When Joe Poole looks at his IBM zSeries mainframe, he doesn't just see a powerful system running traditional corporate workloads. He sees a distributed Linux environment that's starting to save his company big bucks.
"Running Linux on the mainframe is inexpensive," says Poole, manager for technical support at mid-Atlantic retailer Boscov's Department Stores. "We expect to see a two-year payback."
Those types of returns seem to be typical among the adventurous IBM mainframe users who have begun to shift applications from networked Intel Corp. servers to their data center workhorses. And analysts agree that for many companies, Linux on the mainframe can have a lower total cost of ownership (TCO) than supporting applications on hundreds or thousands of distributed servers.
Although hardware and software are an obvious starting point, they're the smallest part of the TCO equation-only 20% to 23%, says David Boyes, chief technology officer at network consultancy Sine Nomine Associates Corp. in Ashburn, Va., who has studied Linux installations on mainframes.
Still, for Poole, hardware and software savings translate to pocketing an extra $100,000 per year that would otherwise have been spent on Intel servers.
So far, Exton, Pa.-based Boscov's is running its Web-based supply chain application and its Novell Inc. NetWare operations using Linux on the mainframe.
The savings Boscov's achieves from not having to buy those Intel servers "means in two years, we'll pay for the $200,000 software license" for IBM's Virtual Machine and Integrated Facility for Linux software, which is necessary for loading Linux on zSeries computers, Poole says.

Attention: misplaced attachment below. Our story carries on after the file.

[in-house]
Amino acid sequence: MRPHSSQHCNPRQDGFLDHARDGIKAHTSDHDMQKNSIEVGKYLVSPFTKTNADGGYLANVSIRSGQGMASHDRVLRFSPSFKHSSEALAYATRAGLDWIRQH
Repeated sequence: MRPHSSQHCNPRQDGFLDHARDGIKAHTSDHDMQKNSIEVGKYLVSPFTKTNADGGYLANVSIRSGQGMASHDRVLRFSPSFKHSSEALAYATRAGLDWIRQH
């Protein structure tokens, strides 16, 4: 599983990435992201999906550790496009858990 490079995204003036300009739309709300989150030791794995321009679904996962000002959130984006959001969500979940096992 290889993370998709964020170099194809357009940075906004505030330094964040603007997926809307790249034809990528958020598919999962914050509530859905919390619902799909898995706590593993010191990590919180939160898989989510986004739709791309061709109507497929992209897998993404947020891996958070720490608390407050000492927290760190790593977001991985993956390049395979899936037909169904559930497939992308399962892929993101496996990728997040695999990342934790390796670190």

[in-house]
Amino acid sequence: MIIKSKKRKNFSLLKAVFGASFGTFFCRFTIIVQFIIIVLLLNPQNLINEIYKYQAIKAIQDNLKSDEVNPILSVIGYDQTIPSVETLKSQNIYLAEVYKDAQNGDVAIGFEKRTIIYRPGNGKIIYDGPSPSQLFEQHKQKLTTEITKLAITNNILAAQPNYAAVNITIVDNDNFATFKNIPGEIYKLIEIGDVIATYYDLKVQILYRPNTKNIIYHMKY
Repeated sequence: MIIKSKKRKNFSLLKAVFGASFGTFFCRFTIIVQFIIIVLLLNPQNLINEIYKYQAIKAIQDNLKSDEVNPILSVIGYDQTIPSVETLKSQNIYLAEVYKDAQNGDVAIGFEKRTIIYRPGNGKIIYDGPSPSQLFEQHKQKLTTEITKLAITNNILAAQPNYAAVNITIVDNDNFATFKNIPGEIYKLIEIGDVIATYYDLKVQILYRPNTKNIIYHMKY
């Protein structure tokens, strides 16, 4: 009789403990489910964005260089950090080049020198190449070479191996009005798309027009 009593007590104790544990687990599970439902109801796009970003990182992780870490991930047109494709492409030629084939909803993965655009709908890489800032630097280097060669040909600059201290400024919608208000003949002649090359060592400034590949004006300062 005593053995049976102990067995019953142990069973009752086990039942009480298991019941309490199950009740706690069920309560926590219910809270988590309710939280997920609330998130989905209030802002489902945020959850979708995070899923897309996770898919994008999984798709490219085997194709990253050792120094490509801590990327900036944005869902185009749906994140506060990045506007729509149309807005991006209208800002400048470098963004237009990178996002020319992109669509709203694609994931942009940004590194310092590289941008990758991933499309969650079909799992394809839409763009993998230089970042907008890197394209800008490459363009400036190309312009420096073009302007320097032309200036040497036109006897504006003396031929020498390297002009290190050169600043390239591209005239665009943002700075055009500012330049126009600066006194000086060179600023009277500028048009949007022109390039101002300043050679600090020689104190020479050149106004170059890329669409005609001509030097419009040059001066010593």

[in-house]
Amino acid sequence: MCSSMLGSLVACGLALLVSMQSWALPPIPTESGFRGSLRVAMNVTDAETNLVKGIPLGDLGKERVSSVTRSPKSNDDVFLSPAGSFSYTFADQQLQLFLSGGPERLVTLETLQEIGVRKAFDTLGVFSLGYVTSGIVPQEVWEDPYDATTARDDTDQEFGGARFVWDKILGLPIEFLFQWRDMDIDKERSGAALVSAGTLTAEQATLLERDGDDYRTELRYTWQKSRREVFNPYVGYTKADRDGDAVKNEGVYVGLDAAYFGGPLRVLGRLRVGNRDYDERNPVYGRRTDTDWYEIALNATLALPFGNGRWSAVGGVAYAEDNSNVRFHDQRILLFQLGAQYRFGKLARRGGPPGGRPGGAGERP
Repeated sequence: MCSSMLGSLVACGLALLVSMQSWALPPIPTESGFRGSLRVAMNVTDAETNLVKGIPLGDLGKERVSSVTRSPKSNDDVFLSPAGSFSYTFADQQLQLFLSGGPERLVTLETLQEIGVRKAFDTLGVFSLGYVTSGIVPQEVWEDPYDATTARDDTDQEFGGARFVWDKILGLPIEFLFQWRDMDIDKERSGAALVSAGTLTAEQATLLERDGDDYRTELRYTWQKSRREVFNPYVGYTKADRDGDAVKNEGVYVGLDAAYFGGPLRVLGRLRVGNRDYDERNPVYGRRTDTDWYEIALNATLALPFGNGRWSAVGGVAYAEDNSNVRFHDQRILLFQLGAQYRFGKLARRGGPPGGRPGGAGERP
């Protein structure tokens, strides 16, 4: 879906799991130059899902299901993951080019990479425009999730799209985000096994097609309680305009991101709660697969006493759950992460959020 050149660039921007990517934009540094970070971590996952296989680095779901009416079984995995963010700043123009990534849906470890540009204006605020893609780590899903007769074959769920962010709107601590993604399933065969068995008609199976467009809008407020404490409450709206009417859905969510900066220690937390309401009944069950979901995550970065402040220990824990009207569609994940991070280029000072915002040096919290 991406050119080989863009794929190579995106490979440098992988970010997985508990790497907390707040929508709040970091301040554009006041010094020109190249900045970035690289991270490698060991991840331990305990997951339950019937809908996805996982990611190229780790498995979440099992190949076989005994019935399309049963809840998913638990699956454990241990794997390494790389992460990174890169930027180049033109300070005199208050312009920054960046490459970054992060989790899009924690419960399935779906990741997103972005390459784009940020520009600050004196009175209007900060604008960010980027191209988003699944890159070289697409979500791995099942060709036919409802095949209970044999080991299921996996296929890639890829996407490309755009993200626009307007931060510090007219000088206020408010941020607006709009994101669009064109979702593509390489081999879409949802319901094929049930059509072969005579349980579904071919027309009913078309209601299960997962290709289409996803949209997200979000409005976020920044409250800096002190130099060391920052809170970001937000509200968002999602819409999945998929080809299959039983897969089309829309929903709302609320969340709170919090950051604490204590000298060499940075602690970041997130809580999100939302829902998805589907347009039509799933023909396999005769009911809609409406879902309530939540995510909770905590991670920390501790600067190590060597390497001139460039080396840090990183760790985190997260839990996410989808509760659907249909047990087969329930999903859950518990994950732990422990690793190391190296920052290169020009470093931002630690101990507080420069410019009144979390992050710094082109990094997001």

Winnebago Industries Inc. saw its Linux/mainframe savings come in part from lowering its software licensing fees. Dave Ennen, technical support manager at the Forest City, Iowa-based recreational vehicle manufacturer, says his company bought an e-mail application that runs on the company's mainframe Linux partition and spent a third of what it would have spent for Microsoft Corp.'s Exchange on Intel servers.
Personnel costs are a much bigger area for savings with Linux on big iron, since it takes fewer support staffers to manage a single mainframe than it does to manage multiple Intel servers. Staffing to support Linux on a mainframe represents 37% to 40% of the TCO, says Boyes.
Today, few mainframe administrators are versed in Linux, and fewer Linux mavens know z/OS, thus creating a skills shortage. But David Mastrobattista, an analyst at Giga Information Group Inc. in Cambridge, Mass., says he isn't worried.
"Linux is an enabling technology to get mainframes back in the politically correct spotlight," Mastrobattista says. He argues that Linux administrators who can be trained on mainframe systems will be attracted to the field and that Linux will be embraced by mainframe administrators seeking new career challenges.
Ennen concurs, noting that his company "has an established discipline managing mainframes" and has only recently entered the Linux world. Still, Winnebago is stoked about the potential there. "We're waiting for the next mission-critical applications to appear on Linux," he says.
The final TCO segment that IT managers need to review, Boyes says, is facilities, which he pegs at 37% to 43% of the total operating cost.
While it's not the first thing people think about, Poole says it's obvious that a network of servers with their attendant switches, routers and hubs eat up much more space and consume far more power than a single mainframe. In fact, he estimates that the annual savings from lower electrical bills will pay for his company's annual Virtual Machine maintenance fee.
Running Linux on a mainframe "cut our electricity bill in half," he says.